Tuesday, May 07, 2013

May 6, 2013 Too Much Online, Inequality Atop Mt. Everest

In a society that tolerates grand accumulations of private wealth, can public services — like public schools — survive and thrive? Americans who value public education have a new reason to worry: “parent trigger” laws. Journalist Yasha Levine has just detailed this new danger in a case study of the nation’s first public school privatized under “trigger” legislation. Under this “reform,” if enough parents sign a petition, they can have their local public school turned over to a private contractor. In Southern California, Levine found, a faux grassroots group bankrolled by the heirs to the Wal-Mart fortune engineered just such a petition, but only after subjecting parents to months of harassment and intimidation . . .


A luxury car from Ferrari, many people believe, can help you look cool. A Ferrari, beware, can also make you a fool. Just ask Mohammed Nisham, an Indian mega millionaire now in hot water with police after he let his nine-year-old drive his Ferrari F 430, a speedster that retails north of $200,000. The boy’s mom doesn’t understand all the fuss. After all, she told reporters, her son has been driving the family’s Lamborghini and Bentley since he turned five. Meanwhile, stateside in Virginia, Governor Bob McDonnell has his own Italian luxury car issues. McDonnell has been caught accepting — and not reporting — exceptionally generous gifts from a well-heeled plutocratic patron. Among the unreported generous gestures: The patron let McDonnell drive his flashy Ferrari . . .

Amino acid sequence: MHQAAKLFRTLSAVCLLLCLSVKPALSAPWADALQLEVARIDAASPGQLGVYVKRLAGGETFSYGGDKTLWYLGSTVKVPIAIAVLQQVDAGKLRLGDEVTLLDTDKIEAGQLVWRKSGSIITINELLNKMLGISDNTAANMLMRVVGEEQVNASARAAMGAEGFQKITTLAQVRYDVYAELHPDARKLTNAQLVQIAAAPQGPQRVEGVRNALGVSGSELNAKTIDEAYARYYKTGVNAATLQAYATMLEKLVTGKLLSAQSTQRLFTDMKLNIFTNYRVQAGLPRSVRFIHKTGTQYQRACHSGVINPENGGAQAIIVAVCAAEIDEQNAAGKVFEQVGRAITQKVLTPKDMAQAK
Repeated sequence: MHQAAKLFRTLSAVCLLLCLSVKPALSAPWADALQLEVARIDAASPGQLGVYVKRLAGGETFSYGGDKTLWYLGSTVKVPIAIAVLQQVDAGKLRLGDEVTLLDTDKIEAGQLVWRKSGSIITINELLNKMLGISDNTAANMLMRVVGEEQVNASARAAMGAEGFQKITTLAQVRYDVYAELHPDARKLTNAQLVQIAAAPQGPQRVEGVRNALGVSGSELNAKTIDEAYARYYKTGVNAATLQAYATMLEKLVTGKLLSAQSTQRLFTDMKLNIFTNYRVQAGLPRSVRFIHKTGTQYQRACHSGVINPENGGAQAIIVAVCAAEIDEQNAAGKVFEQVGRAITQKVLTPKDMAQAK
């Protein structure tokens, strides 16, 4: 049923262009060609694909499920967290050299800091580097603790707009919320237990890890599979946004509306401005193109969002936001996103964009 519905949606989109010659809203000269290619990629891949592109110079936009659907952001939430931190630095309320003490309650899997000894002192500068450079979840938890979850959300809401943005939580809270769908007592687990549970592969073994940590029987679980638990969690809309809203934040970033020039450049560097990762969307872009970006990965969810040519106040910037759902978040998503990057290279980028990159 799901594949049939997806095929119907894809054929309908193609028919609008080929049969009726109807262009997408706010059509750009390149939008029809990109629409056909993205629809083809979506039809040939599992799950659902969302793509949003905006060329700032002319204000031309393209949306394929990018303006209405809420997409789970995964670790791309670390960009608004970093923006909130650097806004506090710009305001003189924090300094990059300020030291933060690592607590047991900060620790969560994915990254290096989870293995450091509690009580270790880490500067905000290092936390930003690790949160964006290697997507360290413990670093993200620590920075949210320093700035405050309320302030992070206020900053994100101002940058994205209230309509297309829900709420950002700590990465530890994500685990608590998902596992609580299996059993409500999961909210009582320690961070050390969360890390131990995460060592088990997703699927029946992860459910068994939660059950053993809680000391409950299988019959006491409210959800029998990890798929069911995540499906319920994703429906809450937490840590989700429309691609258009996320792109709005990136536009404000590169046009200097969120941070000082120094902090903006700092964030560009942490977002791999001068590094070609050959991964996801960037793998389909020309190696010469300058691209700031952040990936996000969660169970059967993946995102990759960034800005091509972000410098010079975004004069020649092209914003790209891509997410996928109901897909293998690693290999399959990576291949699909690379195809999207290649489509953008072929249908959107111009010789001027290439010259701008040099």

You don’t have to be a mountaineer any more to climb Mount Everest. You just need the $65,000 or so that will buy you the Everest “experience.” The “luxury adventurers” who pay that freight have come to expect the comforts of home as they ascend up Everest, everything from tea in their tents to Wi-Fi, and the Sherpa guides who escort them up have come to feel like servants. Late last month, growing resentment at this servant status exploded into a rock-throwing melee that almost turned deadly for three real mountaineers. Afterwards, one of the three told reporters that Everest’s “increasing numbers of well-heeled” climbers often don’t even bother to learn the names of the Sherpas who carry their huge luxury tents. Everest, he added, “attracts money,” and many Sherpas have become “angry at this financial gap on their mountain.”

Read more at Too Much Online.

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